Use of Probiotics as Prophylaxis for Postoperative Infections of Under- 5 Children Following Gastrointestinal Surgery
Keywords:Probiotics, Postoperative infections, Gastrointestinal surgery, Under -5 children
Background: Bacterial infection is a frequent complication following operations in the gastrointestinal tract. Despite prophylactic administration of antibiotics the incidence of postoperative infections ranges from 10%30% in resection surgery.1 Most infections are caused by bacteria of enteric origin.2 In spite of restricted use of prophylactic antibiotics, the emergence of antibiotic resistance has increased significantly.3 Probiotics when consumed in adequate amounts, confer a health benefit on the host. In vitro, studies suggest that probiotics potentially act favorably on the host through several different mechanisms. They have an antimicrobial effect. Furthermore, administration of probiotics suppresses growth of potentially pathogenic microorganisms, e.g., E. coli and Enterobacteriaceae. The effects of these agents may go beyond the gastrointestinal tract to distant areas, such as the urogenital and respiratory mucosa. It has been hypothesized by several authors that these characteristics can be used in a clinical setting of preoperative prophylaxis for reduction of postoperative infections. Preoperative antibiotic prophylaxis constitutes more than 10% of antibiotic usage in surgery and a reduction could lead to a reduced pressure on development of antibiotic resistance. It may therefore be of interest to study if probiotics may be used in the preoperative preparation of patients undergoing gastrointestinal operations.
Objective: The overall objective of this study is to evaluate the effectiveness of probiotics as prophylaxis for post operative infections in under-5 children undergoing gastrointestinal surgery. Materials and methods: We are conducting a prospective comparative study with the intention to observe the postoperative periods of 60 purposively selected patients of gastrointestinal surgery in the Department of Pediatric surgery, Dhaka Medical College Hospital (DMCH), Dhaka, over a period of 18 months from October, 2013 to March, 2015. The patients are going to be divided into 2 groups by random sampling- Group A (Control group- without probiotics) and Group B (Study group- with probiotics). Under-5 children are planned to be selected as study subjects. All children are subjected to investigate for white blood cell (WBC) count and Creactive protein (CRP) preoperatively and on 5th postoperative day (POD) in addition to routine investigations. Structured questionnaire is used to collect information regarding fever, surgical site infection, WBC and CRP count before operation and 5 days after operation (i.e. on 5th POD). Informed written consent from parents or legal guardian is taken after describing the study objectives. Ethical clearance has been sought from the Ethical Committee of Dhaka Medical College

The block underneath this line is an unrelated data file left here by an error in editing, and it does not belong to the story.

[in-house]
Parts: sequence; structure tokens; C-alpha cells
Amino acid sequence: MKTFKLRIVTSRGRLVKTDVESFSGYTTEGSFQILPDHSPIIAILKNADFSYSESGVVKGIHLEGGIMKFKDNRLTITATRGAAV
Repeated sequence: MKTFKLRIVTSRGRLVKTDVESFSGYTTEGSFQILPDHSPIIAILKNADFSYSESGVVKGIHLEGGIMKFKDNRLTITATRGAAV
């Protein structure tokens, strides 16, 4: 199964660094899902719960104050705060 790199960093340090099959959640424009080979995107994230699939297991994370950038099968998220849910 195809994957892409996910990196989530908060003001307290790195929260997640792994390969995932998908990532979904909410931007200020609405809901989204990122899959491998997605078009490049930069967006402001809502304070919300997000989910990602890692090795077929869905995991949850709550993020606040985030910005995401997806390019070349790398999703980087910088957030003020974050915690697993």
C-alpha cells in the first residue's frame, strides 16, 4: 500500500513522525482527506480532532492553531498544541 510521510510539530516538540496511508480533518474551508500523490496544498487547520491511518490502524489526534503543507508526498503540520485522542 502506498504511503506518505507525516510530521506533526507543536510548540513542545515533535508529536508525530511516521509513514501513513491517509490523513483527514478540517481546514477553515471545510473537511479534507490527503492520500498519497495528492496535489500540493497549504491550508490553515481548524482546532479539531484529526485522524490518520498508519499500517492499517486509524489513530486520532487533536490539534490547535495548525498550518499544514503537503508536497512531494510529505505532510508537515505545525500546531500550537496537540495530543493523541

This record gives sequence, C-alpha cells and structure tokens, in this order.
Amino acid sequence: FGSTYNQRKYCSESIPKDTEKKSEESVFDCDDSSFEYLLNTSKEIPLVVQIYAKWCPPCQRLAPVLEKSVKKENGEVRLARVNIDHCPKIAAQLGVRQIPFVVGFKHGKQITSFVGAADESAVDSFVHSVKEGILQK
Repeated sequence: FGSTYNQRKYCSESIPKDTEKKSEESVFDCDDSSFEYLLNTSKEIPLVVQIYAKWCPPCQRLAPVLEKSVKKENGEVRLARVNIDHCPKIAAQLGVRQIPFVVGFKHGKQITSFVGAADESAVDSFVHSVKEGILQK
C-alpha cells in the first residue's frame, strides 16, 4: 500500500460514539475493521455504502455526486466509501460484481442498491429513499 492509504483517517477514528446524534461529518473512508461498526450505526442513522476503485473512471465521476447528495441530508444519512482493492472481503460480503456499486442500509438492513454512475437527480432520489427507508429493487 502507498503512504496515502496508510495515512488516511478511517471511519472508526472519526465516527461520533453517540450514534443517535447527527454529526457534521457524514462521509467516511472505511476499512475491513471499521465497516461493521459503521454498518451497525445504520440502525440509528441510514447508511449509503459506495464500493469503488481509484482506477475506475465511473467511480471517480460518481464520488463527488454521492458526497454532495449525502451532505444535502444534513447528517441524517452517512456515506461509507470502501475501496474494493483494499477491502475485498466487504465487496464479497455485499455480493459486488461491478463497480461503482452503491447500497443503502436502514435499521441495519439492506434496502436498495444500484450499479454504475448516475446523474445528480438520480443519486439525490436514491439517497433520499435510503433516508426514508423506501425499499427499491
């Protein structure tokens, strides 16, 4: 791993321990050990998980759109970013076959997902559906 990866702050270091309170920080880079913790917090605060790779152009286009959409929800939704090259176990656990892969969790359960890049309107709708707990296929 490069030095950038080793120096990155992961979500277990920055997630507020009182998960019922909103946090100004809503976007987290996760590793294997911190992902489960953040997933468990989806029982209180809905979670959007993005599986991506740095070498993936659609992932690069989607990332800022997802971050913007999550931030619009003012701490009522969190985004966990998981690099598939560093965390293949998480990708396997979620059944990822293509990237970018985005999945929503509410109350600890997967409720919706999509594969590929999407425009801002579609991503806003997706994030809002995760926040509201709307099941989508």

Results: Total 8 patients are studied till now, 4 in each group. From this limited data we have observed that there has been apparently minimum difference between the cases and controls regarding postoperative infections.
Discussion: Post operative wound infections are quite common and an important reason for administering antibiotics for prolonged periods.13 Probiotics given preoperatively tends to reduce the incidence of post operative infection, though the accurate mechanism is not known. The use in patients undergoing colorectal surgery does not seem to show any benefit.18 The result of our study until now has not demonstrated any added benefit of prophylactic use of probiotis in the specified age group. So up to now the available data is compatible with the various data seen in other studies.18 In our study, it is very early to comment on the results.
Conclusion: This is an on-going study. Definite conclusion could not be drawn at this preliminary stage
J. Paediatr. Surg. Bangladesh 4(2): 38-43, 2013 (July)
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